8-9 I’m not trying to order you around against your will. But by bringing in the Macedonians’ enthusiasm as a stimulus to your love, I am hoping to bring the best out of you. You are familiar with the generosity of our Master, Jesus Christ. Rich as he was, he gave it all away for us—in one stroke he became poor and we became rich.

10-20 So here’s what I think: The best thing you can do right now is to finish what you started last year and not let those good intentions grow stale. Your heart’s been in the right place all along. You’ve got what it takes to finish it up, so go to it. Once the commitment is clear, you do what you can, not what you can’t. The heart regulates the hands. This isn’t so others can take it easy while you sweat it out. No, you’re shoulder to shoulder with them all the way, your surplus matching their deficit, their surplus matching your deficit. In the end you come out even. As it is written,

Nothing left over to the one with the most,
Nothing lacking to the one with the least.

I thank God for giving Titus the same devoted concern for you that I have. He was most considerate of how we felt, but his eagerness to go to you and help out with this relief offering is his own idea. We’re sending a companion along with him, someone very popular in the churches for his preaching of the Message. But there’s far more to him than popularity. He’s rock-solid trustworthy. The churches handpicked him to go with us as we travel about doing this work of sharing God’s gifts to honor God as well as we can, taking every precaution against scandal.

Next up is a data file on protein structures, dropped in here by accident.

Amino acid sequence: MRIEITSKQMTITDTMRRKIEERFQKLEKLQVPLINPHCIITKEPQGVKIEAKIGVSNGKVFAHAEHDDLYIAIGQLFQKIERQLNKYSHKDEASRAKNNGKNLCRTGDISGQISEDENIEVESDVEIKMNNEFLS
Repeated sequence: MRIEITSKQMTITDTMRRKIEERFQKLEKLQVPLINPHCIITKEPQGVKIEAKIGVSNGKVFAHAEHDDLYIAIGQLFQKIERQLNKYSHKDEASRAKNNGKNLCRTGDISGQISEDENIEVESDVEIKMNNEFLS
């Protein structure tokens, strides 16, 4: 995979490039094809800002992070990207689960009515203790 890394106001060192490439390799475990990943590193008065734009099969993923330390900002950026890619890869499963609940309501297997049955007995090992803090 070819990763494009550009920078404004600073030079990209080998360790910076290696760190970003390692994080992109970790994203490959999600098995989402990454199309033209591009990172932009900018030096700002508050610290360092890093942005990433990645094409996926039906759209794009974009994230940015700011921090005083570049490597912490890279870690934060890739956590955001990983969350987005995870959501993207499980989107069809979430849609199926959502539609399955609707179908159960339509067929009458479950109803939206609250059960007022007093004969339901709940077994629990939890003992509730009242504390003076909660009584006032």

20-22 We don’t want anyone suspecting us of taking one penny of this money for ourselves. We’re being as careful in our reputation with the public as in our reputation with God. That’s why we’re sending another trusted friend along. He’s proved his dependability many times over, and carries on as energetically as the day he started. He’s heard much about you, and liked what he’s heard—so much so that he can’t wait to get there.

23-24 I don’t need to say anything further about Titus. We’ve been close associates in this work of serving you for a long time. The brothers who travel with him are delegates from churches, a real credit to Christ. Show them what you’re made of, the love I’ve been talking up in the churches. Let them see it for themselves!

The Message (MSG)

Copyright © 1993, 1994, 1995, 1996, 2000, 2001, 2002 by Eugene H. Peterson